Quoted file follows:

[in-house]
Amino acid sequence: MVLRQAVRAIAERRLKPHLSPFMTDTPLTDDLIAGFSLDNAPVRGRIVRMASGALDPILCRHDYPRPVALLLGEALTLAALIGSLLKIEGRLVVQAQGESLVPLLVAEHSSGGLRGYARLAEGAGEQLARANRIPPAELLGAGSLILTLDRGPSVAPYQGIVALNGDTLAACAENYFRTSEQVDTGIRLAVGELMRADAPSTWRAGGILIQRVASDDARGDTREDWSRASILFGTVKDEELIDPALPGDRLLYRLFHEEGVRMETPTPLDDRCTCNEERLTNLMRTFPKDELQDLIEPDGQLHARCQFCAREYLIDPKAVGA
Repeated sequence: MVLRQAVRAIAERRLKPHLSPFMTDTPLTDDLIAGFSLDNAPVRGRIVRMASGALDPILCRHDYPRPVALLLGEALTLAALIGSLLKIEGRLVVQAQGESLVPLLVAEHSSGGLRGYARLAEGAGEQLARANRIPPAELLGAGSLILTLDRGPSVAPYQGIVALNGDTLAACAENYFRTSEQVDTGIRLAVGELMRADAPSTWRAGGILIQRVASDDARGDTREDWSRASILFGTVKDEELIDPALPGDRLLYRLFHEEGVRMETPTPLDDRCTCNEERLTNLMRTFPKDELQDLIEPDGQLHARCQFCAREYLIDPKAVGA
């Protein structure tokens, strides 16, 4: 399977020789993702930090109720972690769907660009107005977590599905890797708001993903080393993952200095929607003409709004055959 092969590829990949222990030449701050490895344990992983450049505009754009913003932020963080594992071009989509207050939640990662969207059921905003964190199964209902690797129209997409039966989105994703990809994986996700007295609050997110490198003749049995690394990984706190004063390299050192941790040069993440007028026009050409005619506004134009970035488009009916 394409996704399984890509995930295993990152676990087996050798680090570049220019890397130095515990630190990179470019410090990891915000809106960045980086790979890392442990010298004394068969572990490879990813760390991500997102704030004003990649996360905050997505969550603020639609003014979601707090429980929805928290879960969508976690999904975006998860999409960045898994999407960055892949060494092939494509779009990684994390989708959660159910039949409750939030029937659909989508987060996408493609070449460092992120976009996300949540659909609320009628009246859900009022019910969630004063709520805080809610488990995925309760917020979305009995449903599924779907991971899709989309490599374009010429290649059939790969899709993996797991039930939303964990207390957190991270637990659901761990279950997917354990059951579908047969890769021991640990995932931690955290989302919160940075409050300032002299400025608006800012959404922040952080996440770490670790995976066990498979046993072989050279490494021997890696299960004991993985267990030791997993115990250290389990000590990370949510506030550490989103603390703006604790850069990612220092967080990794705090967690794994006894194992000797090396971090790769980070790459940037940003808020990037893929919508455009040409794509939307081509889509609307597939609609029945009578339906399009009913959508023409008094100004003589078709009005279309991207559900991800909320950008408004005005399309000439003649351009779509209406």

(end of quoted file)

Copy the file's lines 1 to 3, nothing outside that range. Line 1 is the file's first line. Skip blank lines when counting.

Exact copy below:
[in-house]
Amino acid sequence: MVLRQAVRAIAERRLKPHLSPFMTDTPLTDDLIAGFSLDNAPVRGRIVRMASGALDPILCRHDYPRPVALLLGEALTLAALIGSLLKIEGRLVVQAQGESLVPLLVAEHSSGGLRGYARLAEGAGEQLARANRIPPAELLGAGSLILTLDRGPSVAPYQGIVALNGDTLAACAENYFRTSEQVDTGIRLAVGELMRADAPSTWRAGGILIQRVASDDARGDTREDWSRASILFGTVKDEELIDPALPGDRLLYRLFHEEGVRMETPTPLDDRCTCNEERLTNLMRTFPKDELQDLIEPDGQLHARCQFCAREYLIDPKAVGA
Repeated sequence: MVLRQAVRAIAERRLKPHLSPFMTDTPLTDDLIAGFSLDNAPVRGRIVRMASGALDPILCRHDYPRPVALLLGEALTLAALIGSLLKIEGRLVVQAQGESLVPLLVAEHSSGGLRGYARLAEGAGEQLARANRIPPAELLGAGSLILTLDRGPSVAPYQGIVALNGDTLAACAENYFRTSEQVDTGIRLAVGELMRADAPSTWRAGGILIQRVASDDARGDTREDWSRASILFGTVKDEELIDPALPGDRLLYRLFHEEGVRMETPTPLDDRCTCNEERLTNLMRTFPKDELQDLIEPDGQLHARCQFCAREYLIDPKAVGA